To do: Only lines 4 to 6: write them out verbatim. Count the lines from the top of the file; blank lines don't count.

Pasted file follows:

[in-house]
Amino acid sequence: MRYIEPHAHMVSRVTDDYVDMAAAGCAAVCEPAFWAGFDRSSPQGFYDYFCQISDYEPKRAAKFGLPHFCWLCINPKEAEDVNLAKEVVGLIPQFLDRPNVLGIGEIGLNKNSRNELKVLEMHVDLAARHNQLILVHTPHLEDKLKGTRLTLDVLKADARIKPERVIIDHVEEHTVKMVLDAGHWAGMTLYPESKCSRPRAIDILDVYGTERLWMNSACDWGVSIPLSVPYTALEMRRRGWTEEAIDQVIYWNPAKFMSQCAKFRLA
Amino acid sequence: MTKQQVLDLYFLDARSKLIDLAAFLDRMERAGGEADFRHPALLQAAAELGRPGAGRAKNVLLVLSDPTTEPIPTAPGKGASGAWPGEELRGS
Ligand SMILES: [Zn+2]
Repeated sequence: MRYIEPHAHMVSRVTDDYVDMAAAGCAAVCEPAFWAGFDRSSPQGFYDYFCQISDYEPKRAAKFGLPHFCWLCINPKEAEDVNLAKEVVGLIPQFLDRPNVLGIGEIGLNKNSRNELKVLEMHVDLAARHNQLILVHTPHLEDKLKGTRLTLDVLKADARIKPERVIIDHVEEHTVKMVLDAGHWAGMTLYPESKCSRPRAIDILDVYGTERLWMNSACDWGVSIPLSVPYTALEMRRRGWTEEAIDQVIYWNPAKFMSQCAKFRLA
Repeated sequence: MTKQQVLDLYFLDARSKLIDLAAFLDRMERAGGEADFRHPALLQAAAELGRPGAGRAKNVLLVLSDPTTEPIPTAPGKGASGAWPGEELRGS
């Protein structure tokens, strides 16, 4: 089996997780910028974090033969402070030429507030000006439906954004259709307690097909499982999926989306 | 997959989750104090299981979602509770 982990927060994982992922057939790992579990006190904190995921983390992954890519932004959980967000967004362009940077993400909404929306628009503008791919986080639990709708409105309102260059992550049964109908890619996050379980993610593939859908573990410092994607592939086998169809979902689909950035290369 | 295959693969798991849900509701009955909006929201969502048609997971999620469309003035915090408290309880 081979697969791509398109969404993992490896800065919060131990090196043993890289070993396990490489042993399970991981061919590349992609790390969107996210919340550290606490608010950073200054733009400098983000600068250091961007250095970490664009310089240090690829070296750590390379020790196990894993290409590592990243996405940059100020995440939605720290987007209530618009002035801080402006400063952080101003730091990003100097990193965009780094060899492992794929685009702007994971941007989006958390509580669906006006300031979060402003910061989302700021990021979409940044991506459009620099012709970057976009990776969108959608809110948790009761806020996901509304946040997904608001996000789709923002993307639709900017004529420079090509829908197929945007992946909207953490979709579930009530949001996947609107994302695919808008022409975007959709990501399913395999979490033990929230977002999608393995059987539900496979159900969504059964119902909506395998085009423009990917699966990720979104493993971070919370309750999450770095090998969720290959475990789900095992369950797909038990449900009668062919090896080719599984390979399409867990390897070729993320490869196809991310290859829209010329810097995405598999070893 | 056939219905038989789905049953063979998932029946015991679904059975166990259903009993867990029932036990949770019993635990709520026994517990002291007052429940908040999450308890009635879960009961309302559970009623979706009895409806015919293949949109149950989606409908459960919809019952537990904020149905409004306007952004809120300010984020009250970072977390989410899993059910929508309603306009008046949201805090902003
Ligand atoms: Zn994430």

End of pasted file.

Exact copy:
Ligand SMILES: [Zn+2]
Repeated sequence: MRYIEPHAHMVSRVTDDYVDMAAAGCAAVCEPAFWAGFDRSSPQGFYDYFCQISDYEPKRAAKFGLPHFCWLCINPKEAEDVNLAKEVVGLIPQFLDRPNVLGIGEIGLNKNSRNELKVLEMHVDLAARHNQLILVHTPHLEDKLKGTRLTLDVLKADARIKPERVIIDHVEEHTVKMVLDAGHWAGMTLYPESKCSRPRAIDILDVYGTERLWMNSACDWGVSIPLSVPYTALEMRRRGWTEEAIDQVIYWNPAKFMSQCAKFRLA
Repeated sequence: MTKQQVLDLYFLDARSKLIDLAAFLDRMERAGGEADFRHPALLQAAAELGRPGAGRAKNVLLVLSDPTTEPIPTAPGKGASGAWPGEELRGS